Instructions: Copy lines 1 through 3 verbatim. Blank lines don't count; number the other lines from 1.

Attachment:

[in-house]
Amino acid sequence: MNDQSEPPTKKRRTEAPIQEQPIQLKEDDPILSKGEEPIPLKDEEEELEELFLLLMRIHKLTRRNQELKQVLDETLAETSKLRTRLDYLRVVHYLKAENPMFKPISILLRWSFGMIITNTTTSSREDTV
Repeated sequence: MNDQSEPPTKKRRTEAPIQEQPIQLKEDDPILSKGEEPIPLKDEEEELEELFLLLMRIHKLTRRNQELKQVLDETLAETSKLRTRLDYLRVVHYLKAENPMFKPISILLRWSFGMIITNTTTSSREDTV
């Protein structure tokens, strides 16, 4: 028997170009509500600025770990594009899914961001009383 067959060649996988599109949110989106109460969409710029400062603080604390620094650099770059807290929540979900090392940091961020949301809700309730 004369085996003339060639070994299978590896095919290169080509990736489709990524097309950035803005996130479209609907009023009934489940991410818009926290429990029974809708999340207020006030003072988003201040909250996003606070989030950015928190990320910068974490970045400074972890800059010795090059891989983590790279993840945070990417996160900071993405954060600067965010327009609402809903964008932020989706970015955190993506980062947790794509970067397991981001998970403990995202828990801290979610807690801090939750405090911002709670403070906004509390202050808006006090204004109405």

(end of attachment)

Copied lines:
[in-house]
Amino acid sequence: MNDQSEPPTKKRRTEAPIQEQPIQLKEDDPILSKGEEPIPLKDEEEELEELFLLLMRIHKLTRRNQELKQVLDETLAETSKLRTRLDYLRVVHYLKAENPMFKPISILLRWSFGMIITNTTTSSREDTV
Repeated sequence: MNDQSEPPTKKRRTEAPIQEQPIQLKEDDPILSKGEEPIPLKDEEEELEELFLLLMRIHKLTRRNQELKQVLDETLAETSKLRTRLDYLRVVHYLKAENPMFKPISILLRWSFGMIITNTTTSSREDTV